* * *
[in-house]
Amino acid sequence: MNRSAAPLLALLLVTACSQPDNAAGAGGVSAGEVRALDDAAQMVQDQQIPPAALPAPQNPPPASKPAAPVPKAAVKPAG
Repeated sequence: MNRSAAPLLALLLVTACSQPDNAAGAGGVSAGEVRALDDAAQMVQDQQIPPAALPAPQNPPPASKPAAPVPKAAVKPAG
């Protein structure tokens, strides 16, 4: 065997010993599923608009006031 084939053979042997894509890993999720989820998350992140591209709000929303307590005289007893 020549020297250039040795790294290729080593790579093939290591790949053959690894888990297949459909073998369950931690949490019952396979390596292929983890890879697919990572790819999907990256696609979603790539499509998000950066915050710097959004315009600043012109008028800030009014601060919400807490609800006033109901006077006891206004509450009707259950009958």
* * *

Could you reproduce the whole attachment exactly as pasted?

[in-house]
Amino acid sequence: MNRSAAPLLALLLVTACSQPDNAAGAGGVSAGEVRALDDAAQMVQDQQIPPAALPAPQNPPPASKPAAPVPKAAVKPAG
Repeated sequence: MNRSAAPLLALLLVTACSQPDNAAGAGGVSAGEVRALDDAAQMVQDQQIPPAALPAPQNPPPASKPAAPVPKAAVKPAG
């Protein structure tokens, strides 16, 4: 065997010993599923608009006031 084939053979042997894509890993999720989820998350992140591209709000929303307590005289007893 020549020297250039040795790294290729080593790579093939290591790949053959690894888990297949459909073998369950931690949490019952396979390596292929983890890879697919990572790819999907990256696609979603790539499509998000950066915050710097959004315009600043012109008028800030009014601060919400807490609800006033109901006077006891206004509450009707259950009958």